When Ruth Bader Ginsburg passed away on September 18, many took to social media to share sentiments like “may her memory be a blessing” and “may her memory be a revolution.”
What do these phrases mean? Where did they originate? How should we use them? Let’s break it down.
What do Jewish people say when someone dies?
Lots of things. Often, when someone dies, the traditional Jewish response is “yehi zichra baruch,” which translates to “may her memory be a blessing” or “may her memory be for a blessing.”
There are a few other acronyms and phrases used for mourning. When you see a name followed by any of these acronyms, the implication is that the person mentioned is not alive. Courtesy of My Jewish Learning:
Stands for: alav hashalom (עליו השלום), aleha hashalom (עליה השׁלום) or aleihem hashalom (עליהם השלום)
Pronounced: ah-LAHV hah-shah-LOHM, ah-lay-HAH hah-shah-LOHM
What it means: Hebrew for “peace be upon him.” Alternately “upon her” or “upon them.”
When it’s used: Following the name of someone who is dead.
Stands for: baruch dayan emet (ברוך דיין אמת)
Pronounced: bah-ROOKH dah-YAHN eh-METT
What it means: Hebrew for “blessed is the true judge.”
When it’s used: Commonly said to a mourner upon learning of their loss.
Stands for: zichrono (זכרונו) [for a man] or zichrona (זכרונה) [for a woman] l’bracha (לבּרכה)
Pronounced: zahl, or zee-chroh-NOH luh-brah-KHAH or zee-chroh-NAH luh-brah-KHAH
What it means: Hebrew literally for “memories for blessing,” usually translated to “may his or her memory be a blessing.”
When it’s used: Usually appears in parentheses after the name of a person who is deceased.
The last one is the most popular in English — for Jews, many say “may her memory be a blessing” after someone dies.
What about “May her memory be a revolution”?
This phrase is relatively new; it began in Israel sometime in 2019 to commemorate victims of domestic violence. As Rachel Stomel wrote in Kveller, “In the context of domestic violence, the customary words ring incongruous and out of place. There is nothing blessed about the way these lives were ripped away from us. Their memorial calls for identifying and confronting the deep-seated conditions that gave rise to their murders, deliberately dismantling them, and then generating active justice in their stead.”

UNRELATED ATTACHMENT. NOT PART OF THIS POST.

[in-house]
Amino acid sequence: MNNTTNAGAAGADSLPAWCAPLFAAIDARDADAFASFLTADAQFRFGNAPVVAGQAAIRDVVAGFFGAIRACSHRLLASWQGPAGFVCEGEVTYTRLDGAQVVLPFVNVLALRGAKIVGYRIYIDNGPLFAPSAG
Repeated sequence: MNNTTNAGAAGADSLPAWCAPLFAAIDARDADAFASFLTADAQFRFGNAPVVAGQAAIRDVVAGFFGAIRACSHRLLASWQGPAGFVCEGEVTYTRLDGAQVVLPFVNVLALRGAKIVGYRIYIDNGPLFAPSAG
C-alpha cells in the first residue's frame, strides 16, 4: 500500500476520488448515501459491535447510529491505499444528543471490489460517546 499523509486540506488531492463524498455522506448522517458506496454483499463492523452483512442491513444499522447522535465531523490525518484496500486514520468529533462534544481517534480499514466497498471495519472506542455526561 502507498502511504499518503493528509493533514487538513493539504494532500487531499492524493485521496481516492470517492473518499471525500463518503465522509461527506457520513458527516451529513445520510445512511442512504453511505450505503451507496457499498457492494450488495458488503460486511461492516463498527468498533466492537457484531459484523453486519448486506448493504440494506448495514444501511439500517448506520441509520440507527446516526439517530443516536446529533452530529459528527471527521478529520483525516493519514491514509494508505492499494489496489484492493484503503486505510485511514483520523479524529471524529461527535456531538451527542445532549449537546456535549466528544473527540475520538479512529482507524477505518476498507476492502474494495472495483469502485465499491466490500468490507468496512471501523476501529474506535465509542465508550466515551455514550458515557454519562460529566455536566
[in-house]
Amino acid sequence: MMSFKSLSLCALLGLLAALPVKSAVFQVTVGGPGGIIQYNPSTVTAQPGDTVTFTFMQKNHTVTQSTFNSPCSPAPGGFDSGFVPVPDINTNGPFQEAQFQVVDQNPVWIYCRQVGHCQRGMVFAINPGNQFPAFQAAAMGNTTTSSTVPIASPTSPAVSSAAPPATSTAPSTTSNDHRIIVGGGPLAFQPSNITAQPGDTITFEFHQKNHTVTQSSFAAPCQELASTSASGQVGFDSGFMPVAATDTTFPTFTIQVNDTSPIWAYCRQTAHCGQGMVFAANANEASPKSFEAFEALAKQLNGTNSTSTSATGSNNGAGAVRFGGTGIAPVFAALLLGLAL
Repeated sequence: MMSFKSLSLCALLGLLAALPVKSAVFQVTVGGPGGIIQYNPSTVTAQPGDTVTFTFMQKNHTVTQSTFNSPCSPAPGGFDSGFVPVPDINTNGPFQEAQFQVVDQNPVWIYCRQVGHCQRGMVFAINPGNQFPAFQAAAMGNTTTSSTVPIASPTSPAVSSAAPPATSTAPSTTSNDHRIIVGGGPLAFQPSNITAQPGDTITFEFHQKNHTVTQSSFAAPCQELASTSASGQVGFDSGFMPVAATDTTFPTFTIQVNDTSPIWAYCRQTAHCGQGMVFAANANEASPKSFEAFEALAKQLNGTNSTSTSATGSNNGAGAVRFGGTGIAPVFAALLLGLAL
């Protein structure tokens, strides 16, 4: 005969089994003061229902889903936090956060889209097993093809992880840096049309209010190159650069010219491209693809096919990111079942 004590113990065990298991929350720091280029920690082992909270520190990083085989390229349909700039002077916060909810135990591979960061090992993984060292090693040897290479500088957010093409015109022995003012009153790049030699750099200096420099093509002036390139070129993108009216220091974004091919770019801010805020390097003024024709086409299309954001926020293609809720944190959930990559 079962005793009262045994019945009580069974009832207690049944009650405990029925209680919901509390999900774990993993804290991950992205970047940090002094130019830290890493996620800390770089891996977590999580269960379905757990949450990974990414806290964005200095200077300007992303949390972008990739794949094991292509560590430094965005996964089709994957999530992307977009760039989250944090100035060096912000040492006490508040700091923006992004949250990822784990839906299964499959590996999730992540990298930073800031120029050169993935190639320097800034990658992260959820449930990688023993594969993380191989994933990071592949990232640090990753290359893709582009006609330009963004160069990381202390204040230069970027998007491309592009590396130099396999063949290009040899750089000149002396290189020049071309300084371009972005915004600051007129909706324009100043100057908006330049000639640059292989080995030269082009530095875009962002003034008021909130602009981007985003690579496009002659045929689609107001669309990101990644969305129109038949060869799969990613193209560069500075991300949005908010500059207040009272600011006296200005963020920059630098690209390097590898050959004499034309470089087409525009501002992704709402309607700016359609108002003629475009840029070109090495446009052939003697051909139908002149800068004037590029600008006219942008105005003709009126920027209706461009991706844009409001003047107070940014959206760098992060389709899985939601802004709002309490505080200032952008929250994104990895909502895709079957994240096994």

So, Stomel offers an alternative: “Yehi zichra mahapecha” — “May her memory be a revolution.”
In light of the Black Lives Matter movement and the deaths of George Floyd and Breonna Taylor, many have repurposed this commemoration for victims of domestic violence to commemorate victims of racial violence.
In that same Kveller piece, Stomel continues, “In the context of Jewish law, remembrance is not a reflexive, passive process directed inward. Our sages teach that the way we fulfill the Torah’s commandment to remember the Sabbath — ‘zachor et Yom HaShabbat le’kodsho’ (‘remember the Sabbath day to keep it holy’) — is by active declaration in the performance of the kiddush, the Shabbat blessing over wine. We are commanded to remember the Amelikites’ brutal massacre of our people — ‘zachor et asher asah lecha Amalek ‘ (‘remember what Amalek did to you’) — through intentional, public, verbal affirmation and by ridding the world of the evil that they represent. Neither of these Torah commandments can be fulfilled by quiet contemplation; memorialization must manifest through specific action.” That specific action can be things like protesting or passing laws — anything that creates lasting change.
So, as Stomel writes, “now is not the time for silent reflection and unobtrusive mourning that stops short of implementing any fundamental change. For memory to mean anything, it must be active. It must be revolutionary.”
Therefore, in light of RBG’s death, many found this honorific especially apt. In honor of Ginsburg, let’s fight to actively uphold her memory — and her legacy.